The official Iranian media headlined statements by former Israeli premiers Barak and Lapid claiming that Israel was on the verge of collapse.
Iran, Hezbollah and Hamas most likely hope that a rain of missiles far more intense than that launched by Hamas in May 2021 against Israel could exhaust Israel’s stock of Iron Dome air defense interceptors. The mullahs apparently hope that such an attack would have catastrophic consequences.
If an attack were launched against Israel, China, Russia and European countries would most likely protest verbally, but would not act to defend Israel.
The mullahs probably assume that the Biden administration, already involved in Ukraine and anticipating trouble from the Chinese Communist Party in the Indo-Pacific—such as trying to take over Taiwan—would, like Europe, fail to react. Biden, hoping to win the 2024 election, will most likely tell the cameras that “Israel has the right to defend itself”—but he would avoid intervening at all costs.
Recently, the United States removed munitions stored in Israel and shipped them to Ukraine; the materiel has not been replaced. A few weeks ago, when a key official in Israel’s defense ministry was in Washington to request more American support for Israel in case the Israeli government thinks it necessary to attack Iran’s nuclear program, no answer was given.
“Hezbollah, Hamas and their Iranian bosses believe they can attack Israel with impunity,” wrote Israeli journalist Caroline Glick last month.
“Hezbollah leader Hassan Nasrallah and Iran’s Islamic Revolutionary Guards Corps commander Hossein Salami, along with various Hamas and Islamic Jihad commanders and preachers, have given speeches declaring that Israel is falling apart and its destruction is imminent and calling for their jihadist forces to prepare for victory,” she wrote.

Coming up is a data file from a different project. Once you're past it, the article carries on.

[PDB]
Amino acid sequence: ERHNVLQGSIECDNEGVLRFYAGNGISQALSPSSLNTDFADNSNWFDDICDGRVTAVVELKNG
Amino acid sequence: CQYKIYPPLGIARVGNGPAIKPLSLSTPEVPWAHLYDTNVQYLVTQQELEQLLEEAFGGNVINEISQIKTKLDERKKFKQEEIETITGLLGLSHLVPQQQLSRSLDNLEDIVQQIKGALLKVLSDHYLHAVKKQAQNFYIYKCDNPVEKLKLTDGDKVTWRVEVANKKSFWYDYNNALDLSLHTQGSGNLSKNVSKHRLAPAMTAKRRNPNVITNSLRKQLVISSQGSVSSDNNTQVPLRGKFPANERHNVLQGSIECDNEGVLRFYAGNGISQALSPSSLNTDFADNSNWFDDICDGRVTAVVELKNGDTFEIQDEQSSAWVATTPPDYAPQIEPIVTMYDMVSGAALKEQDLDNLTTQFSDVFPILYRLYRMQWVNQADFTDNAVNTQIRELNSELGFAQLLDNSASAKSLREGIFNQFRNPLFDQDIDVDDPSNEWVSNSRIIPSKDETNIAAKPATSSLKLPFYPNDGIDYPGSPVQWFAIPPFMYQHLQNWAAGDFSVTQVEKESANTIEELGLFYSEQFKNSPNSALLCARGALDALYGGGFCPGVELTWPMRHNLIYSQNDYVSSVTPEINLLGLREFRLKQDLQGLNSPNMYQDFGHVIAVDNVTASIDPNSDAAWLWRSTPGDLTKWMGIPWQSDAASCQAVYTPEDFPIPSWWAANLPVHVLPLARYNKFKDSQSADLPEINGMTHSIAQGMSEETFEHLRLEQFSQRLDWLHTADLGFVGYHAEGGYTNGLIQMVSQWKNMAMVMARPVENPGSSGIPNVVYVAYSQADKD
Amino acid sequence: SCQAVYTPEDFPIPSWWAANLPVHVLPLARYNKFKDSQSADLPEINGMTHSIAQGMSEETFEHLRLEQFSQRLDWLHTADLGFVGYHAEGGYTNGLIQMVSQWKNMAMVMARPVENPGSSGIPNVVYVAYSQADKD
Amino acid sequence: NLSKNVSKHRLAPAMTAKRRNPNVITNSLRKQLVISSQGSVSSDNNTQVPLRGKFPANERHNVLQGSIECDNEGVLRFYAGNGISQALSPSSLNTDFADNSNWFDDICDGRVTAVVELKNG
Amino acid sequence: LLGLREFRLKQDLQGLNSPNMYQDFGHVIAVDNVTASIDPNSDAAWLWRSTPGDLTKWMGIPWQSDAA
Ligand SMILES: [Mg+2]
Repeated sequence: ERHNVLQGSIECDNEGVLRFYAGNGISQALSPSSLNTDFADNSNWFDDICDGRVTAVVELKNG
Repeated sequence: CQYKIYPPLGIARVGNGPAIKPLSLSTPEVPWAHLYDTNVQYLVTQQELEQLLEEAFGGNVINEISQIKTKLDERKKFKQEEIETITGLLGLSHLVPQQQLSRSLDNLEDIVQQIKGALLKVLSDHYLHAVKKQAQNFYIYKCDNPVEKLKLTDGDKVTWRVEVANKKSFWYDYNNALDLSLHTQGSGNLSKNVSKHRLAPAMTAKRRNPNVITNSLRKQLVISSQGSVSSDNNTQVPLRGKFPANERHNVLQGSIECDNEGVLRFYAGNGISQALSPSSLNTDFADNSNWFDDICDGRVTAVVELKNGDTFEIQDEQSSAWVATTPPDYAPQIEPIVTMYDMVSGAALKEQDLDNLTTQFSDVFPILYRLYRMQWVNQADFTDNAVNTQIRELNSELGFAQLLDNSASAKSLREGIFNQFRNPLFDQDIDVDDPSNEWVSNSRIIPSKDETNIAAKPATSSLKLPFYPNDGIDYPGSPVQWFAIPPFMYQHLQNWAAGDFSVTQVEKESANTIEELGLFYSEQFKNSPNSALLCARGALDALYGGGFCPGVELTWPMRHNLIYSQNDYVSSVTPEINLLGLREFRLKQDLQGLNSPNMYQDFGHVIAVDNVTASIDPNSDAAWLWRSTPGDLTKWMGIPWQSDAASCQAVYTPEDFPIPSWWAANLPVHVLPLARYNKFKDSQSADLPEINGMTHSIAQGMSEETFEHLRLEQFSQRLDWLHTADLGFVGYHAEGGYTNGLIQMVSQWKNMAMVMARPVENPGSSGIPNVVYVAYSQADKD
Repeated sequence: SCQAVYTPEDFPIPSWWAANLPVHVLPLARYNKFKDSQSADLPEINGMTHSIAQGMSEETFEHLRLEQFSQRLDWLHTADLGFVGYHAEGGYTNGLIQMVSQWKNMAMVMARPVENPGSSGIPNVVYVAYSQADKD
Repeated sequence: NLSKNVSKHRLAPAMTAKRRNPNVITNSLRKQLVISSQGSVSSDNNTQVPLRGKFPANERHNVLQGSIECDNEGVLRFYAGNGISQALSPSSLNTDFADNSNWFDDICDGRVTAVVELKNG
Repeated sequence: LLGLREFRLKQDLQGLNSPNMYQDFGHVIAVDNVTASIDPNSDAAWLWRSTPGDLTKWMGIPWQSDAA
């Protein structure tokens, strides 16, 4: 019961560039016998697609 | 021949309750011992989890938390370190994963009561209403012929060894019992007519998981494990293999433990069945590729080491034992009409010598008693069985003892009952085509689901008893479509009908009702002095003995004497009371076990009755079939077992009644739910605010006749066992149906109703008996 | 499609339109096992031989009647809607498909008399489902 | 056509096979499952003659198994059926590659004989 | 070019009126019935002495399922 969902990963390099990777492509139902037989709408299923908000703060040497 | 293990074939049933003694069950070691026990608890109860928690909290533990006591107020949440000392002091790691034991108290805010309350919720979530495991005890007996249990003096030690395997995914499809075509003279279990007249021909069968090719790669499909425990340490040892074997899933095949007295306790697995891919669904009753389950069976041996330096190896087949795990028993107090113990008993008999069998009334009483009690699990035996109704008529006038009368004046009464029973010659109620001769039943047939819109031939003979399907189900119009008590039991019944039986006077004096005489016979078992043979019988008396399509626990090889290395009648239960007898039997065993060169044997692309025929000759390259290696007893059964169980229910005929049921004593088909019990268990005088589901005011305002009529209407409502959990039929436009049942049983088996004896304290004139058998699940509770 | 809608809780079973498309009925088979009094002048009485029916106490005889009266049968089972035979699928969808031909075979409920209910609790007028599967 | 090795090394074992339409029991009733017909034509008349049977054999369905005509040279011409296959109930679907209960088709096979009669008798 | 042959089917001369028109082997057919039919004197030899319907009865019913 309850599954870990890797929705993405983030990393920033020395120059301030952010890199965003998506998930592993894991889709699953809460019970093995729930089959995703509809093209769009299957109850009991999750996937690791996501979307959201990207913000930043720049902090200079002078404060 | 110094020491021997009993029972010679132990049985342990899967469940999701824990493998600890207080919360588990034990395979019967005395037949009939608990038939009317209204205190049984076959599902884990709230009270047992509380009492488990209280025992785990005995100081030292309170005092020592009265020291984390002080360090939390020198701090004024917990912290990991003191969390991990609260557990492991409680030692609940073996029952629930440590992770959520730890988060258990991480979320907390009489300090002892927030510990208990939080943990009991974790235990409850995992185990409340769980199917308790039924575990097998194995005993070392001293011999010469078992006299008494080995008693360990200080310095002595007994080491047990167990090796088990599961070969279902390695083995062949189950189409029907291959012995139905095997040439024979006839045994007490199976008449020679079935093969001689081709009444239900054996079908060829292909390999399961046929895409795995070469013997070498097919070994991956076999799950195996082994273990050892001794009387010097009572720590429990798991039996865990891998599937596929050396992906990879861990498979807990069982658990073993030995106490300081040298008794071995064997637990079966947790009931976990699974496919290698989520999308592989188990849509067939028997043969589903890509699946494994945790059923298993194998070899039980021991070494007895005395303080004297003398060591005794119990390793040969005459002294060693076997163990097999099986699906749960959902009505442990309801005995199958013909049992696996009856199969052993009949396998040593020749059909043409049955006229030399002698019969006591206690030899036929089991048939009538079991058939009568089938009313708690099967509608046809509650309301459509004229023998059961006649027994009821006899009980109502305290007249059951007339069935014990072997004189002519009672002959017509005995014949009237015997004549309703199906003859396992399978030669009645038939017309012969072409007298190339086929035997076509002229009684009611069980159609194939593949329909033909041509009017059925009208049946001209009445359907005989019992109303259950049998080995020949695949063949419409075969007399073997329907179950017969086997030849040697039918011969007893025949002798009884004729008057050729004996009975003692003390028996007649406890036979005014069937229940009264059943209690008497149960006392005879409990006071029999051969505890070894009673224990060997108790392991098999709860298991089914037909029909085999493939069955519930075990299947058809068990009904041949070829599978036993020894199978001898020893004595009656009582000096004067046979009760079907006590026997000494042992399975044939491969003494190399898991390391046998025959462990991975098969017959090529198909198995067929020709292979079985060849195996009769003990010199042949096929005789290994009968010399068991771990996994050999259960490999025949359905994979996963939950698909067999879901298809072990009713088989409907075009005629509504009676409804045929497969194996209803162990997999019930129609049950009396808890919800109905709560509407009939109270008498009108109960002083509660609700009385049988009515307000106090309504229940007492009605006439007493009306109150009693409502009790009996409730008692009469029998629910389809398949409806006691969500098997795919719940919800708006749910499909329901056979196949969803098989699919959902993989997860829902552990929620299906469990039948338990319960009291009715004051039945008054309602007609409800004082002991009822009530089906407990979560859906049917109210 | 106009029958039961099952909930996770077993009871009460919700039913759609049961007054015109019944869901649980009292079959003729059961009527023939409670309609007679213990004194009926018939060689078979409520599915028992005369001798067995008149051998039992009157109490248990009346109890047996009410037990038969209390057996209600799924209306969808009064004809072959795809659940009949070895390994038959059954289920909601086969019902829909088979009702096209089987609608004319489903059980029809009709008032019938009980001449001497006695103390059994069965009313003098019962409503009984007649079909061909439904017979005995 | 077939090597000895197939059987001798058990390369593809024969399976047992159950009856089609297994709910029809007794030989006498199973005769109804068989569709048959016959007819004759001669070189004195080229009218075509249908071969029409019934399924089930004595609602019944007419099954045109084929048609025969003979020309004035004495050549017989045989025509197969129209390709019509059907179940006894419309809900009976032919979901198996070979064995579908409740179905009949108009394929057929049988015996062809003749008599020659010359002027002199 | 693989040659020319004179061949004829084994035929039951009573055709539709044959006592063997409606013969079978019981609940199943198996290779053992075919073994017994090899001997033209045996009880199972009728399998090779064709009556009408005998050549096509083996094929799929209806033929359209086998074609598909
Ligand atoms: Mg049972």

In a later column, she wrote:
“With our ruling class in full revolt, Israel’s most important institutions—first and foremost, the IDF—are reeling. Our ability to defend ourselves on the battlefield and in diplomatic circles is constrained as never before. With our elites declaring our government illegitimate, and lobbying American Jews and politicians to boycott our leaders and reject the morality of the public that voted them into office, the government must fight against our enemies, against anti-Semitism, against BDS campaigns and anti-Israel propaganda machines with both hands tied behind its back, its mouth gagged while hopping on one foot. This situation is unsustainable.
” … we must find a way to restore sanity and a sense of common destiny to our national life. We don’t have a spare country. Our ruling class needs to return to its senses and remember this obvious fact.”
On April 27, hundreds of thousands of Israelis poured into Jerusalem for a rally to support the government. One protester said: “Who wants to destroy Israel? Iran, Hamas, Hezbollah, of course, but the Israeli left today is also a danger for the country.”
“Look how much strength we have,” Finance Minister Bezalel Smotrich told the crowd.
“They have the media and tycoons who finance demonstrations. We have the majority of the people, who demand and give us full backing to fix what needs to be fixed … We will not give up,” he said.
On April 24, Netanyahu said: “The land of Israel and the State of Israel are acquired through many trials and tribulations,” adding, “They will not overcome us; we will overcome them.”
A terrorist had carried out a car-ramming attack at Jerusalem’s Mahane Yehuda market a few hours earlier. Netanyahu was talking about terrorists, but his words could be addressed to all enemies of Israel and to all those who want to destroy it.
Guy Millière is a professor at the University of Paris and the author of 27 books on France and Europe.
Originally published by the Gatestone Institute.